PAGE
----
Over the last five years the areas of total black and total white varietals have remained more or less unchanged.  Yet this should not be mistaken for a period of stasis in the vineyard. Following years of consultation, the Consejo Regulador for D.O Rioja allowed the introduction of nine new varieties in 2007.  This led to a minor revolution in the vineyard, the results of which are only just beginning to be experienced.

White Rioja is produced predominantly from the varietal Viura (which is known outside of Rioja as Macabeo).  In 2008 Viura accounted for 96% of the white varietals vineyard, but in the wake of the new regulations growers have taken the opportunity to replace Viura with other varietals.  The apparent reason for this is that Viura, with its tendancy towards low aromatics and neutral characteristics, often yields wines which are of simple nature and soon forgotten.  Only careful vine management, which usually means lower than average yields on sites away from the valley floors, can produce quality fruit.  A small number of producers such as Allende and Marqués de Murrieta couple carefully selected fruit with barrel fermentation and battonage which yield complex wines capable of ageing, but these are perhaps of minority interest.

The traditionally permitted blending partners for Viura have been Malvasia and Garnacha Blanca.  Together these account for less than 100 ha of vineyards, so supply is very limited.  The Consejo Regulador revisions of 2007 permitted the use of three native white varietals, namely Tempranillo Blanco, Maturana Blanca and Turruntes.  More controversial was the decision to allow plantings of Chardonnay, Sauvignon Blanc and Verdejo, which are neither native nor traditional varietals.  To date growers have tended to opt for the non-native varietals, with Tempranillo Blanco being the only new native varietal to be taken up to any significant extent.  Verdejo is now the most planted secondary white grape varietal in Rioja.

The Restructuring of the Sicilian Vineyard

The recent release by the Instituto Regionale Vini e Oli (IRVV) of data concerning the area of grape varietals in Sicily in 2012 provides an opportunity to take a look at one aspect of how the Sicilian vineyard has restructured during the 21st century.

In 1987 Sicily had 202,000 ha of wine vineyards.  The following year the EU introduced a vine pull scheme in response to its structural problem of wine overproduction.  This resulted in the uprooting of many Sicilian vineyards, so that by the beginning of the 21st century the Sicilian wine vineyard totalled ca. 138,000 ha.   White varietals then occupied 78% of the  vineyard area.  During the early 21st century the total vineyard area has continued to decrease and had declined to 108,595 ha by 2012.  Initially decreases were primarily due to the loss of white varietals, but more recently the overall ratio of black to white varietals has remained roughly constant at approximately 36% to 64%.  There is though considerable regional variation.  Western Sicily (provinces of Trapani, Palermo and Agrigento) contains 90% of the Sicilian vineyard, of which 71% is white.  By contrast, in eastern Sicily (provinces of Catania, Messina, Siracusa and Ragusa), which contains only 6% of the Sicilian vineyard, 90% of the vines are black varietals.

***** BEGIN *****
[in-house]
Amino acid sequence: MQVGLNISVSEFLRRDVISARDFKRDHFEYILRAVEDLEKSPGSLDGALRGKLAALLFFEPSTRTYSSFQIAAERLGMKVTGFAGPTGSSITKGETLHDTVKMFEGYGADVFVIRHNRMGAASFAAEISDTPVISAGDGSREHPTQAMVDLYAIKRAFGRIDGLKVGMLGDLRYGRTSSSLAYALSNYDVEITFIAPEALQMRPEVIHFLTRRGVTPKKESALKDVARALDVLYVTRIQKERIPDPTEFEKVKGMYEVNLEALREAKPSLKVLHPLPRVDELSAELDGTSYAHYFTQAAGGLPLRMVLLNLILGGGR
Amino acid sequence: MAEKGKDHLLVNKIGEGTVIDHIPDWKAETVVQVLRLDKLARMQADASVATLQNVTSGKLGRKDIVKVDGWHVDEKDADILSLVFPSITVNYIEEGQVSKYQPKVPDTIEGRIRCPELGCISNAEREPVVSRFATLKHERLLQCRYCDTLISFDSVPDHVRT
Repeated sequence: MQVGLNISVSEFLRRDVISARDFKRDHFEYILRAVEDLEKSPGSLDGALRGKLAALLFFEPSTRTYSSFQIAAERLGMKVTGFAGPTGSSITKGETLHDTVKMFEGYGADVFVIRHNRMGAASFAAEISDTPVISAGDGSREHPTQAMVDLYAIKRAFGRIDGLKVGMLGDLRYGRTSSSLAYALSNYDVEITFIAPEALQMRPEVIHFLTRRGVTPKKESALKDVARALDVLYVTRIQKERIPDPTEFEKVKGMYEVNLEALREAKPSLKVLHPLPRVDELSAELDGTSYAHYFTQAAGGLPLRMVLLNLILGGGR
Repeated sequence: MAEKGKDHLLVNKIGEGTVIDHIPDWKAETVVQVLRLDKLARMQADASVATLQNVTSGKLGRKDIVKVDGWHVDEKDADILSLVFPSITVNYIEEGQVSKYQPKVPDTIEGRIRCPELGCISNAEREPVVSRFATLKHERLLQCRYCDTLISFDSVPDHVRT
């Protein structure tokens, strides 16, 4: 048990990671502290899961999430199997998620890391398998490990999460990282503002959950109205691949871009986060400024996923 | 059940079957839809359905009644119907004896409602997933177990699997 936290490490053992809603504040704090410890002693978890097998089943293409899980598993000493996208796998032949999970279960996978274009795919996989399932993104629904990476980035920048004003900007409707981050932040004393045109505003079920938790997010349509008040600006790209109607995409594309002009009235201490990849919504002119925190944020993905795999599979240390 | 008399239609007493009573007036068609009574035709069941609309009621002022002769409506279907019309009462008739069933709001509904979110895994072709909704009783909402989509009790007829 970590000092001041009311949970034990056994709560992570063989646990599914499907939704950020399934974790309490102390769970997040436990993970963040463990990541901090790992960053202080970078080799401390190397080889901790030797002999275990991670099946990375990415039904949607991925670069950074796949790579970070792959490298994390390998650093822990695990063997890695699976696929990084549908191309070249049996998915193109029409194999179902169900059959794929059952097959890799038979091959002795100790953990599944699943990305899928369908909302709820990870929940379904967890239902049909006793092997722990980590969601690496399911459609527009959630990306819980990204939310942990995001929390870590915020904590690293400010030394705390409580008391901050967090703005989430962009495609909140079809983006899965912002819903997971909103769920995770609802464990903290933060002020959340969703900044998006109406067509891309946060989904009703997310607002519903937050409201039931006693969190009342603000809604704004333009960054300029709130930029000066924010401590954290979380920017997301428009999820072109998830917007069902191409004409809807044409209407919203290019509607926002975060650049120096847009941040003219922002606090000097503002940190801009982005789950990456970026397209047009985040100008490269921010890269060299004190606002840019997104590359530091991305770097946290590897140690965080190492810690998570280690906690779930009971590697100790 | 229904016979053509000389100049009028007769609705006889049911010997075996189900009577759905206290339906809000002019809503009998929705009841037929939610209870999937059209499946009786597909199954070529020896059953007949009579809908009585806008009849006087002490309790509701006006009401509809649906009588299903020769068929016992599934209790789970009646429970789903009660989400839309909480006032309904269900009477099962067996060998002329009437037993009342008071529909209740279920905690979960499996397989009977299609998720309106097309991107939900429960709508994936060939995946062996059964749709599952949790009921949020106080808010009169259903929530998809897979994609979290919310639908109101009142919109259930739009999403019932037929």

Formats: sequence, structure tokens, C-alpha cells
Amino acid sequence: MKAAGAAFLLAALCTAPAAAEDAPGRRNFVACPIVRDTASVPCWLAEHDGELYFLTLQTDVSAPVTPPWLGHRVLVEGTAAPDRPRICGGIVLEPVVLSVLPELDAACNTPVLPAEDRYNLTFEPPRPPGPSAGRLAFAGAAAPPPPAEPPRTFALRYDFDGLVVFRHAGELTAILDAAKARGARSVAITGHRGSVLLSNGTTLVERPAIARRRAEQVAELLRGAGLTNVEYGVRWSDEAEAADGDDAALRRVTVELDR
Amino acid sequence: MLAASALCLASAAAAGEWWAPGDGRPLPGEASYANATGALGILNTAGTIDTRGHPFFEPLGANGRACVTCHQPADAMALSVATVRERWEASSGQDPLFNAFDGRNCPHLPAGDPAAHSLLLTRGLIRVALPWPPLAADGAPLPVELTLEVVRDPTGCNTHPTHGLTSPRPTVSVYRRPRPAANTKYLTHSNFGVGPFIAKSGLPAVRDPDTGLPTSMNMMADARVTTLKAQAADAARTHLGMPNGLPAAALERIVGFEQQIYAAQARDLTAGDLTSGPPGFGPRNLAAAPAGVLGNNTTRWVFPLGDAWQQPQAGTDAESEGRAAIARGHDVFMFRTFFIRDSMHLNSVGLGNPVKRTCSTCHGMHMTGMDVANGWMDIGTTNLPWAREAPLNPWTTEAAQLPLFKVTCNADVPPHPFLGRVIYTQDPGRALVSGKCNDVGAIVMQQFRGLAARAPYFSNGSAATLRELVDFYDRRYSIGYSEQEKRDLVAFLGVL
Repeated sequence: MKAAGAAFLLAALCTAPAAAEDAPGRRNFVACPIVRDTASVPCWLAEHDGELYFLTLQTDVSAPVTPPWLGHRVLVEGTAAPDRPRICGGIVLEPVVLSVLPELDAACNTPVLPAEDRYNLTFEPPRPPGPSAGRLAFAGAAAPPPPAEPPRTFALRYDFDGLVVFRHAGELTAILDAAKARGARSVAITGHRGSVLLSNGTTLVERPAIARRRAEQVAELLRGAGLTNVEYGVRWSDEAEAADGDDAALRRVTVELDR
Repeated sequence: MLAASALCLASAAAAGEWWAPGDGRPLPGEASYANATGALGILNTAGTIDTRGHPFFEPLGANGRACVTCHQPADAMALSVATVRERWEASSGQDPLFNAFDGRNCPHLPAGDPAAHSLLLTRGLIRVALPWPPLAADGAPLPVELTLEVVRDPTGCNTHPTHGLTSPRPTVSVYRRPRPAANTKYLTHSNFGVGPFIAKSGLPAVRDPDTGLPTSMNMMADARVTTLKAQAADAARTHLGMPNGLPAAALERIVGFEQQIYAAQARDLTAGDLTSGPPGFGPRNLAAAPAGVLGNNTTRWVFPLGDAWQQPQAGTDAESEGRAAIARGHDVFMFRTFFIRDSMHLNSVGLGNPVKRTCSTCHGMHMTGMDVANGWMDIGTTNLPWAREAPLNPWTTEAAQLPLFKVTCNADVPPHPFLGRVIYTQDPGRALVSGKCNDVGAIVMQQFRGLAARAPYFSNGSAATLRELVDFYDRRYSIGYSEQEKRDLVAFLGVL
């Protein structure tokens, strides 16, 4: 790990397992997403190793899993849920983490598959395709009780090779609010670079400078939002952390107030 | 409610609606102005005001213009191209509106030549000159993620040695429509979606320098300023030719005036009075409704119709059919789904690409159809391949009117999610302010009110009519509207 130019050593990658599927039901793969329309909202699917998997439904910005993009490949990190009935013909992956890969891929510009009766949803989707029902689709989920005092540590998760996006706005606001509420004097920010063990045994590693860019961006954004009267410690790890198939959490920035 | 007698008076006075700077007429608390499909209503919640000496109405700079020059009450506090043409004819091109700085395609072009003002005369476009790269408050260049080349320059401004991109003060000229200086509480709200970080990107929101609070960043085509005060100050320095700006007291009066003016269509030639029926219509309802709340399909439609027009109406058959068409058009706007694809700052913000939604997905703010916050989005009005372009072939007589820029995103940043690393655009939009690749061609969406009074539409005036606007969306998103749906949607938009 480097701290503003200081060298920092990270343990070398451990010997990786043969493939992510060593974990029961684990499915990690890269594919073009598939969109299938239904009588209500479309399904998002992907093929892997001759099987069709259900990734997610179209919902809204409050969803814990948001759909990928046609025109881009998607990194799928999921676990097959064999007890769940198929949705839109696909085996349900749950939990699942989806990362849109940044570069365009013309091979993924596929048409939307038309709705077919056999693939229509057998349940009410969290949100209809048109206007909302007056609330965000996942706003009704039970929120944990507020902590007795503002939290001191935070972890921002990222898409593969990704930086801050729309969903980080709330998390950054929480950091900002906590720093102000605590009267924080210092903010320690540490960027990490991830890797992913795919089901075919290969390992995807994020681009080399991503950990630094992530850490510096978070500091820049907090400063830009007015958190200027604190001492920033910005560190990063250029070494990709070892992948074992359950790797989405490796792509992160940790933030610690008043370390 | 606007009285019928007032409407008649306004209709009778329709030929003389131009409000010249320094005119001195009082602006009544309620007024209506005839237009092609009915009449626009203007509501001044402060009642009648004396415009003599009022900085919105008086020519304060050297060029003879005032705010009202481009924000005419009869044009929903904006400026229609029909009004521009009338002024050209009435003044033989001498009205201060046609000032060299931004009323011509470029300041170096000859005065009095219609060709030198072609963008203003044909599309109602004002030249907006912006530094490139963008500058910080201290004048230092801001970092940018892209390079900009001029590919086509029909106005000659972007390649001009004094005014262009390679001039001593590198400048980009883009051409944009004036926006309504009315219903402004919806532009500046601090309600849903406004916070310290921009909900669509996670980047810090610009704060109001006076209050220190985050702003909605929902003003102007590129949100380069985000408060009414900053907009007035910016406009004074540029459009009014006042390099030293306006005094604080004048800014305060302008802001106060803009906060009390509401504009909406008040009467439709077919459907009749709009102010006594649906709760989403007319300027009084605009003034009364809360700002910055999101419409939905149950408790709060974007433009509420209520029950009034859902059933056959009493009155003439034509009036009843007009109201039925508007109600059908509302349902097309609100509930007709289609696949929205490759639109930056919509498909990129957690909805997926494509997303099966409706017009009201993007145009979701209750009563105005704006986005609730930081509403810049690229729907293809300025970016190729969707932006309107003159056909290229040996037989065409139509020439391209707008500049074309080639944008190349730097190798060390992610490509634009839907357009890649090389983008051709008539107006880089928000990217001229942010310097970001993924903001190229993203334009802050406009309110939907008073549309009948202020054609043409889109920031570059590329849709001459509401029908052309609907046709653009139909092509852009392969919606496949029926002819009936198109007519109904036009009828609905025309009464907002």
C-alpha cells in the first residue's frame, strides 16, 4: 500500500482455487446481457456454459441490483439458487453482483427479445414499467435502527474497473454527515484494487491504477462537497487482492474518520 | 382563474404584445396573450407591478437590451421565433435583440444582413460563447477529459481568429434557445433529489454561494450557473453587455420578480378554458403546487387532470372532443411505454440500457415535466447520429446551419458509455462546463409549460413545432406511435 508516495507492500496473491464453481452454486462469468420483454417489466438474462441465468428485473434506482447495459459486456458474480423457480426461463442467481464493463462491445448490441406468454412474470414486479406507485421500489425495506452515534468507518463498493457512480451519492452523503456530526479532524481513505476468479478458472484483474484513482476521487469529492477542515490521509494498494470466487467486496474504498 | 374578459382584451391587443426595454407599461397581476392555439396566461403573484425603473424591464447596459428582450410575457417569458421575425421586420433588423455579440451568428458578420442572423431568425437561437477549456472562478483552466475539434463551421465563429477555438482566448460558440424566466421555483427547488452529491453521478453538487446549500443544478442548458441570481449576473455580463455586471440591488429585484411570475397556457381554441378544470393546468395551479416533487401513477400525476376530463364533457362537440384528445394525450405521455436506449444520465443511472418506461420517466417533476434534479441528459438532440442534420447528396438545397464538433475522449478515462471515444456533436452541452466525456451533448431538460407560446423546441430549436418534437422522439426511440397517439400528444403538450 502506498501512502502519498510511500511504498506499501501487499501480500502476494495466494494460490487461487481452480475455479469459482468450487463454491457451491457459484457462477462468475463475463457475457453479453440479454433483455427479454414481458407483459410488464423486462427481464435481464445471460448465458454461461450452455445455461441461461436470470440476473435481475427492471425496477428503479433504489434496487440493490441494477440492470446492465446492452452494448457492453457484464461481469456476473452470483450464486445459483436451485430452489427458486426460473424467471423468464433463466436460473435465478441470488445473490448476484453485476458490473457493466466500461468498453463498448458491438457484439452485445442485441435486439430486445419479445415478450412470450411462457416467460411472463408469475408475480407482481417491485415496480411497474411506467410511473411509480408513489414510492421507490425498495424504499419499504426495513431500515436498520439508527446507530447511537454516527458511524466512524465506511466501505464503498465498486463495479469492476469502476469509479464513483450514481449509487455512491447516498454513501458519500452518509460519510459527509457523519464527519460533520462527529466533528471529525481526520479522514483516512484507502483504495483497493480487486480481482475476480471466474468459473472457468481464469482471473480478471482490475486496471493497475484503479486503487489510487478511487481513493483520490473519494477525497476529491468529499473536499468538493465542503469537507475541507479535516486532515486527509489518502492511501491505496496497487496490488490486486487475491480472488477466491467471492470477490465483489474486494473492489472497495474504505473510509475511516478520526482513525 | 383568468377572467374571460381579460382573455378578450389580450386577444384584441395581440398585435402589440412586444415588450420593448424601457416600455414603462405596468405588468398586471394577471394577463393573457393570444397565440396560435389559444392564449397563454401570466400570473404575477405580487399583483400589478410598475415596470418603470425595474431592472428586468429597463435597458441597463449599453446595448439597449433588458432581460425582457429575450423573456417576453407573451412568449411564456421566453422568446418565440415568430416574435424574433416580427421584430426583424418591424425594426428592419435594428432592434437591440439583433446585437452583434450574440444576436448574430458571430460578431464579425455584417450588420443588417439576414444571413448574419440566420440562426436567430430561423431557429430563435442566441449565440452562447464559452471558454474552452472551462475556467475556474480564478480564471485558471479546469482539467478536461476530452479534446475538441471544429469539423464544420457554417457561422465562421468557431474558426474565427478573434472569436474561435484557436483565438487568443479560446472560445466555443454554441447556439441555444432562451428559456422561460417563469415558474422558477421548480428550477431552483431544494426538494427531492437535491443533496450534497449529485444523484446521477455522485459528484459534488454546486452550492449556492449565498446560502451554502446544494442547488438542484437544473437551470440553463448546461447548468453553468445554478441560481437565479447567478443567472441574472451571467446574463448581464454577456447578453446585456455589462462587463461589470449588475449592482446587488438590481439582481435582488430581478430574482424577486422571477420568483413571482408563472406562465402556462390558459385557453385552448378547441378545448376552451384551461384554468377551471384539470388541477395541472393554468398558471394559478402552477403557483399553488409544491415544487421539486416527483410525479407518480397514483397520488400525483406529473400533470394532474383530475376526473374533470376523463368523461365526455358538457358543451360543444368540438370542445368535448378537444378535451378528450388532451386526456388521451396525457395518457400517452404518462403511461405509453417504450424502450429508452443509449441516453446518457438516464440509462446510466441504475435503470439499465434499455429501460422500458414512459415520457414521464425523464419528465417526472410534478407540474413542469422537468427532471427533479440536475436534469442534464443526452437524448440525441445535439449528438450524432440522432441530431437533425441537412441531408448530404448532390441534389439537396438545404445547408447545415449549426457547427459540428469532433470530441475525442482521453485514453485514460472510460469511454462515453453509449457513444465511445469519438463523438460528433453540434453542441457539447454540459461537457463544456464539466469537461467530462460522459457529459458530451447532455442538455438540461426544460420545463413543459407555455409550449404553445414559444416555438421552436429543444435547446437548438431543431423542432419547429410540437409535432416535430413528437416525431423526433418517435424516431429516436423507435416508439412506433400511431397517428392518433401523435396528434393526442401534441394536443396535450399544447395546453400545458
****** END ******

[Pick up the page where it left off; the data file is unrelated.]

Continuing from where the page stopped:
White Varietals

The removal of white varietals from the Sicilian vineyard has disproportionately affected native varietals and, in particular, Catarratto.  Used mainly to produce grape concentrate, or sent for distillation,  Catarratto has often been thought of as an inferior varietal.   Renewed interest for use in table wines has seen the vineyard area of  the biotype Catarratto Bianco lucido increase at the expense of the less well regarded Catarratto Bianco comune.   Neither Inzolia nor Trebbiano are commonly used to produce quality table wines and both have been major casualties of the continued Sicilian vineyard restructuring.

Chardonnay is the most notable white international varietal in Sicily and is used to produce table wine, sparkling wine and even desert wine.  Its growth pattern appears to have leveled off, as does that of the more recently introduced Viognier.  Grillo has traditionally been used as a component for high quality Marsala.   Increased recognition of its potential as a table wine has come about as clonal selections have helped reduce problems of coulure.  Grillo’s presence in the Sicilian vineyard has shown impressive growth during the 21st century.


Black Varietals

Compared with their white counterparts, black indigenous varietals have fared rather better in terms of retaining their place in the Sicilian vineyard.  The most import black varietal, and the second most planted varietal in Sicily, is Nero d’Avola.  Its area peaked in 2008 at 19,304 ha.   Although this area  had declined to 17,580 ha by 2012, this figure is still well above its area at the beginning of the centruy.  Nerrelo mascalese and Narello cappuccio are both natives of Etna.  Despite increased interest in table wines from Etna, both varietals have been in decline this century.


The black internataional varietals Merlot and Cabernet Sauvignon were first introduced to Sicily in the 19th century.  Their more recent history and reintroduction followed work by the IRVV in the 1990s.  The IRVV also trialled and recommended the planting of Syrah.   These three varietals showed rapid growth off a small base in the early part of the 2000s, but since about 2005 their areas have levelled off and are currently showing small declines.